Your paternal great-grandmother, Omi, is a strong woman as well. She and her family fled Germany during the Holocaust and moved to La Paz, Bolivia, and then to Lima, Peru. She had to learn a new language and new customs. Following the death of your great-grandfather, Rudi, she immigrated to the United States, settled in Los Angeles for a short time, and then moved with her family to Houston. Once again, she learned a new language, and made new friends, initially working as an apartment manager and sewing for others. Before too long, she managed the Jewish National Fund office in Houston for many years until her retirement. Now 94, she is still driving, exercising and playing cards. She is a courageous woman — a silly little thing such as driving in the rain or a flash flood never stopped her. And, she certainly is known for her apfel kuchen, to our family and to other close friends.
I don’t know what your mom has told you about your great-grandmothers — my Nana, Betty Fine Wisch, who came to this country from Russia when she was two, and my Grandma, Gertrude Radin of Boston, who came from Meritz, Lithuania when she was a teenager. They were both widowed at early ages — my Nana when Poppy was two, and my Grandma, when your Bubbe was seven years old. Life changed drastically for both of them, as they became sole breadwinners for their families. Grandma Radin was Orthodox, Sabbath observant and kept a Kosher home. She spoke mostly Yiddish, and a bissel English. I made yearly trips to Boston as a young girl to see her, and she would come to Fort Worth every year to buy piece goods which she would then resell to clients in other areas of Boston. She had a difficult life, and missed my mother always. She thought that Texas was a wilderness, too far away from Bubbe’s Boston roots and family. Nana sold real estate in New York, and it is said that she began developing Long Island before anyone was buying property there. She rarely took “no” for an answer — and could sell igloos to Eskimos or the Brooklyn Bridge back to New York. She did not have an easy time either. The Depression hit, and she suffered severe financial reverses. At times the family was hungry; however, Nana persevered. She worked hard and started over. She moved to Fort Worth in the 1940s with my Uncle Chet, and Poppy soon followed. When Poppy and Bubbe started the TJP, she was the star saleswoman until her nineties. She had a fabulous sense of humor, was full of life, and an amazing cook. She loved her sons, but her grandchildren and great-grandchildren were the loves of her life.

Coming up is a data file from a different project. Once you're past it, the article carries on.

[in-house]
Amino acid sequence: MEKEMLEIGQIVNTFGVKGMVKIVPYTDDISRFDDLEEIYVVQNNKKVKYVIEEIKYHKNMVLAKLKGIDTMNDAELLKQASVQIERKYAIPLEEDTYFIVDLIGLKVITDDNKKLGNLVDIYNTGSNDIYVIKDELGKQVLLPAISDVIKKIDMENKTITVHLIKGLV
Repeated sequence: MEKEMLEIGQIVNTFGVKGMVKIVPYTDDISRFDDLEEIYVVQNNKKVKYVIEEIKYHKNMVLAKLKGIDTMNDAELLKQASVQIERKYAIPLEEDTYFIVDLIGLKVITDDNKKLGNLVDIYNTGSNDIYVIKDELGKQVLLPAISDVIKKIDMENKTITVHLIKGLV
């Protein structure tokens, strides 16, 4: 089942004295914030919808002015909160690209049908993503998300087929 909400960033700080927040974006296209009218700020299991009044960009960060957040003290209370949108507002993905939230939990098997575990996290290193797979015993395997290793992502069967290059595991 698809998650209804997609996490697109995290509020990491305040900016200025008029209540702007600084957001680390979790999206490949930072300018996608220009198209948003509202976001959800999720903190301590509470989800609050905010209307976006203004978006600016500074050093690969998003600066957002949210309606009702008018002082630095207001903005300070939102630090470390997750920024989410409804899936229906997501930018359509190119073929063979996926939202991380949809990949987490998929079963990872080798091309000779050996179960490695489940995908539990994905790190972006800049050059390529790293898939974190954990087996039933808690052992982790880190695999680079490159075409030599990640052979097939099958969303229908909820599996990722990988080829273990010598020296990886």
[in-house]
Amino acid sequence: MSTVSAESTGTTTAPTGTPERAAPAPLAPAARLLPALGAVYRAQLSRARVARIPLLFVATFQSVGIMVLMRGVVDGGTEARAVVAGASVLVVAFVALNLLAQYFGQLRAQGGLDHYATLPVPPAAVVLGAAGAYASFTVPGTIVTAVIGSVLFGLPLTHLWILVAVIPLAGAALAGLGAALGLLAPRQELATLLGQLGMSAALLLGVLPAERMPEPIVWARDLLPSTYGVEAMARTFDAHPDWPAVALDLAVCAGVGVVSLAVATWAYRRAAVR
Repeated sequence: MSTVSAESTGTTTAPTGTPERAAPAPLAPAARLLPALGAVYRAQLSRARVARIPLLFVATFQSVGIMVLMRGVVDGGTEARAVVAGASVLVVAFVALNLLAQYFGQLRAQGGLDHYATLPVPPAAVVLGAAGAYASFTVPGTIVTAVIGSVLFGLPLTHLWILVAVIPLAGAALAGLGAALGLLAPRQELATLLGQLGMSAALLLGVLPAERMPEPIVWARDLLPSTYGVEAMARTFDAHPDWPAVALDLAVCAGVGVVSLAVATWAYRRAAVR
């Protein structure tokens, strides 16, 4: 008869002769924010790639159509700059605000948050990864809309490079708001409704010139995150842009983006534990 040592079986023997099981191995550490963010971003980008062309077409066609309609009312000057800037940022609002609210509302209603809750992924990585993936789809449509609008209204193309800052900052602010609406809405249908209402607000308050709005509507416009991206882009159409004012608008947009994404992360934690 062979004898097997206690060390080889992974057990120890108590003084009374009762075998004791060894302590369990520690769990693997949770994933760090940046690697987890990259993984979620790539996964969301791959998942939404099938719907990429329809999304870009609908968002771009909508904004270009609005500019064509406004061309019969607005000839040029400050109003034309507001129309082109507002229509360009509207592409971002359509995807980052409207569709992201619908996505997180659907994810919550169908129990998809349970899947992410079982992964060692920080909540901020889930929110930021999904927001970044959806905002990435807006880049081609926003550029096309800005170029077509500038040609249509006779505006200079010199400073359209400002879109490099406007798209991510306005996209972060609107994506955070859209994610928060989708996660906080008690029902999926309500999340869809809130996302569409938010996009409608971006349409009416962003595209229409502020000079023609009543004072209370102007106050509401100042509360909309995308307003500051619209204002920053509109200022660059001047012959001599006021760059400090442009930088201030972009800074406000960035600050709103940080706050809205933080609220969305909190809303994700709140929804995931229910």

I am remembering your mom’s bat mitzvah, and wondering if you will chant the same parashah this Friday and Saturday. Her bat mitzvah was 30 years ago — and I still remember the pride I felt as she captured the moment and accepted her responsibility as a young Jewish woman. I also remember how much Bubbe was involved in the events of the weekend. She was “Martha Stewart” before Martha was Martha. There is one instance that stands out clearly in my mind. Bubbe came to Dallas the Thursday prior to the festive weekend. It was unusual for that to happen, since there are always deadlines to deal with in the newspaper business. She and I stayed up working on details until the wee hours of the morning. I had a new Joan Rivers’ tape (cassette) and played it. The house was totally quiet. Everyone was sleeping except the two of us. We listened to the tape and laughed until we cried. It was a special moment — one of the many that I cherish.
Shea, I admire you and love you so much. You are not only a wonderful ballerina, but also an outstanding athlete. Your dad had you on the soccer field at the age of three. You are a hustler on the basketball court, and also love playing volleyball. What I love especially is your kindness, sensitivity, gentle demeanor and your compassion for others.
On Friday night and Saturday morning, you will look out at the congregation, and accept the charge of responsibility that Rabbi Cohen will give you. I feel so honored to be a part of your simcha, and to watch your transition into that special place. I know that your mitzvah project is making friendship bracelets that you will distribute to area children’s hospitals. I asked your Mom about your project, and she stated that “Shea has multiple projects, since she constantly performs mitzvot.”
Shea, you are so lucky to have an incredibly large family that loves and adores you. Your legacy from your great-grandmothers and great-grandfathers is one of strength, tenacity, courage and pride; it is a lesson that the women in the families worked hard to make better lives for their children and do so independently — as a result of circumstances, that although difficult, ultimately led to their success and survival. My wish for you is happiness, joy, and good health and that you continue to walk the clear path that you have charted for yourself. Although some of our loved ones are no longer with us, take comfort in the fact that they will be watching from above and beaming with pride at all of your accomplishments.
With love, Mimi